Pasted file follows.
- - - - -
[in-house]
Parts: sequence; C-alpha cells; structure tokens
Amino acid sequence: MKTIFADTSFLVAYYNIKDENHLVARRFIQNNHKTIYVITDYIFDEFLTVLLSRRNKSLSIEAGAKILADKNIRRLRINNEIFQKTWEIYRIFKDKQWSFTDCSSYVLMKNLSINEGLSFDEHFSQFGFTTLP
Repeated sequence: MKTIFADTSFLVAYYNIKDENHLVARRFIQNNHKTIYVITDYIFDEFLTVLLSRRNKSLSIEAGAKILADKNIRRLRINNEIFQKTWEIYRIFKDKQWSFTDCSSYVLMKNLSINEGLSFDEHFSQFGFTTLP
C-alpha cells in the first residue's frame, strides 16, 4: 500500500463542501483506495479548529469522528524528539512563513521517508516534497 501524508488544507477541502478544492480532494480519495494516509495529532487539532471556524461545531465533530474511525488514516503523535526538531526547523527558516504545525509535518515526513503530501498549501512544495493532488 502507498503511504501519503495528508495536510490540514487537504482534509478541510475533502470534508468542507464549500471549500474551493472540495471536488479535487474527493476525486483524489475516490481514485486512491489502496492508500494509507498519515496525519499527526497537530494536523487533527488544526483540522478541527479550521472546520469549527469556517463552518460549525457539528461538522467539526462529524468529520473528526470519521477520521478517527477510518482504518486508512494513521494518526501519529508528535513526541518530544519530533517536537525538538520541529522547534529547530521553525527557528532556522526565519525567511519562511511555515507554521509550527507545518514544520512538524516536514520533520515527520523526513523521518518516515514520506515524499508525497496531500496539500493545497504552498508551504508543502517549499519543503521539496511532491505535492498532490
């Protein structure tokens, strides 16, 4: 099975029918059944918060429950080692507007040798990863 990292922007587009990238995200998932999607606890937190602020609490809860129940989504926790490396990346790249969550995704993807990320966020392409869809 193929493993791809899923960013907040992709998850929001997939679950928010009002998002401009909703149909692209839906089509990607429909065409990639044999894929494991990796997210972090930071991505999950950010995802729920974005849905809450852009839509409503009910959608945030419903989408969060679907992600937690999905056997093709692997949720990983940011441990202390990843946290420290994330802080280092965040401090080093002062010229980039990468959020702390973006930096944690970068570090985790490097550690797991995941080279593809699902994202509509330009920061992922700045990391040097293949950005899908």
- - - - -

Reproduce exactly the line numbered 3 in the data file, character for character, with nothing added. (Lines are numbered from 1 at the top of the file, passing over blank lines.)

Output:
Amino acid sequence: MKTIFADTSFLVAYYNIKDENHLVARRFIQNNHKTIYVITDYIFDEFLTVLLSRRNKSLSIEAGAKILADKNIRRLRINNEIFQKTWEIYRIFKDKQWSFTDCSSYVLMKNLSINEGLSFDEHFSQFGFTTLP